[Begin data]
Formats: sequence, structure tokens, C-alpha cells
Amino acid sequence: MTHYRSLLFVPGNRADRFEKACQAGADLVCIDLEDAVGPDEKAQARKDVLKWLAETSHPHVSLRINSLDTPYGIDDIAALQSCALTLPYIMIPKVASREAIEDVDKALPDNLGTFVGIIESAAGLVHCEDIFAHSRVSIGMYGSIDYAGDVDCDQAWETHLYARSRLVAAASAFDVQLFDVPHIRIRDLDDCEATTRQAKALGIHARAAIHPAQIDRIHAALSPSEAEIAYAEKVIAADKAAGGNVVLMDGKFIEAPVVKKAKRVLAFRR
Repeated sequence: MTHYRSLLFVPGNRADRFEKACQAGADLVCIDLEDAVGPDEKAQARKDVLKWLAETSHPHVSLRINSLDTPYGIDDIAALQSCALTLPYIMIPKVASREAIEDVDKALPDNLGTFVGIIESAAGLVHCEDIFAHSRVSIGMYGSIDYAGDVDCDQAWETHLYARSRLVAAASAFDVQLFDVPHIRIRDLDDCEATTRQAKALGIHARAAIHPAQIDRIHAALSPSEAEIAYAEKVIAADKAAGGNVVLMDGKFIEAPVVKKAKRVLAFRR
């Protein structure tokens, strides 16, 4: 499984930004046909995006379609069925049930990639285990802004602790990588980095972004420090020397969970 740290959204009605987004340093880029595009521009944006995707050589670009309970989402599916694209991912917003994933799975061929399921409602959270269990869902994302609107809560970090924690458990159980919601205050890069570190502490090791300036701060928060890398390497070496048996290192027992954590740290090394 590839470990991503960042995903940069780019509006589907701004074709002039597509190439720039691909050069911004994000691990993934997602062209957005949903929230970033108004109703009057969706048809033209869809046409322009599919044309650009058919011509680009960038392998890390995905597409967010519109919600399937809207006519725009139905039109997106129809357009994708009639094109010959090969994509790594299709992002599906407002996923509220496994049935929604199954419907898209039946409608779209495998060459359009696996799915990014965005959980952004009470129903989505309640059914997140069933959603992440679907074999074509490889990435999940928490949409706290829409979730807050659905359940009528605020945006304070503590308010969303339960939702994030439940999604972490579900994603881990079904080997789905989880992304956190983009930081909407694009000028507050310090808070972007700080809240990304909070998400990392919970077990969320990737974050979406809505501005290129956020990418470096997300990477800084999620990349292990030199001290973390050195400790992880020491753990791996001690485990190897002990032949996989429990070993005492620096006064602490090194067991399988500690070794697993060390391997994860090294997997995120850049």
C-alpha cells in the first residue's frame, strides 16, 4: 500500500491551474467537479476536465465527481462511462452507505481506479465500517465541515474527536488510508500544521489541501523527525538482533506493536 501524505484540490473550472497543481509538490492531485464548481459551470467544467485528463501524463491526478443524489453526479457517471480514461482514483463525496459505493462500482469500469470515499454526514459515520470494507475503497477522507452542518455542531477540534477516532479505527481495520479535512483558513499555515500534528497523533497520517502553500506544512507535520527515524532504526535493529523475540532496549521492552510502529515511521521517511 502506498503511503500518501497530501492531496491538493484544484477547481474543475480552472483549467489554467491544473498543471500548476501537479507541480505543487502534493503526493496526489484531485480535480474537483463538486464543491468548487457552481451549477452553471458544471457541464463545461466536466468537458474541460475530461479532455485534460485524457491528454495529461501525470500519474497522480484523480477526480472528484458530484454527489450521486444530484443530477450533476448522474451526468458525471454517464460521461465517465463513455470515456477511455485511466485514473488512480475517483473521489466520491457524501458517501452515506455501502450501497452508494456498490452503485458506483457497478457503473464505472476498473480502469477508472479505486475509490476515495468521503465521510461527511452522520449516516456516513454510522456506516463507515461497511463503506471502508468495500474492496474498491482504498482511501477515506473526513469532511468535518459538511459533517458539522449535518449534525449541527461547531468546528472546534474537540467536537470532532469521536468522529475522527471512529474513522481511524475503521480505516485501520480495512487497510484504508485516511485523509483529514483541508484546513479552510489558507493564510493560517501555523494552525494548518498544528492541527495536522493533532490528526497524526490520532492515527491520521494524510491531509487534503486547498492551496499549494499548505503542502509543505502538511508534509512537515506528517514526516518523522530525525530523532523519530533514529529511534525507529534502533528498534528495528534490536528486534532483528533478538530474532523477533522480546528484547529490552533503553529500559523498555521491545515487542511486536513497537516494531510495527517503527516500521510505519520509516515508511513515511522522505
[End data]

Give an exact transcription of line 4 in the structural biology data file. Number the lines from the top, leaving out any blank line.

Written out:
């Protein structure tokens, strides 16, 4: 499984930004046909995006379609069925049930990639285990802004602790990588980095972004420090020397969970 740290959204009605987004340093880029595009521009944006995707050589670009309970989402599916694209991912917003994933799975061929399921409602959270269990869902994302609107809560970090924690458990159980919601205050890069570190502490090791300036701060928060890398390497070496048996290192027992954590740290090394 590839470990991503960042995903940069780019509006589907701004074709002039597509190439720039691909050069911004994000691990993934997602062209957005949903929230970033108004109703009057969706048809033209869809046409322009599919044309650009058919011509680009960038392998890390995905597409967010519109919600399937809207006519725009139905039109997106129809357009994708009639094109010959090969994509790594299709992002599906407002996923509220496994049935929604199954419907898209039946409608779209495998060459359009696996799915990014965005959980952004009470129903989505309640059914997140069933959603992440679907074999074509490889990435999940928490949409706290829409979730807050659905359940009528605020945006304070503590308010969303339960939702994030439940999604972490579900994603881990079904080997789905989880992304956190983009930081909407694009000028507050310090808070972007700080809240990304909070998400990392919970077990969320990737974050979406809505501005290129956020990418470096997300990477800084999620990349292990030199001290973390050195400790992880020491753990791996001690485990190897002990032949996989429990070993005492620096006064602490090194067991399988500690070794697993060390391997994860090294997997995120850049």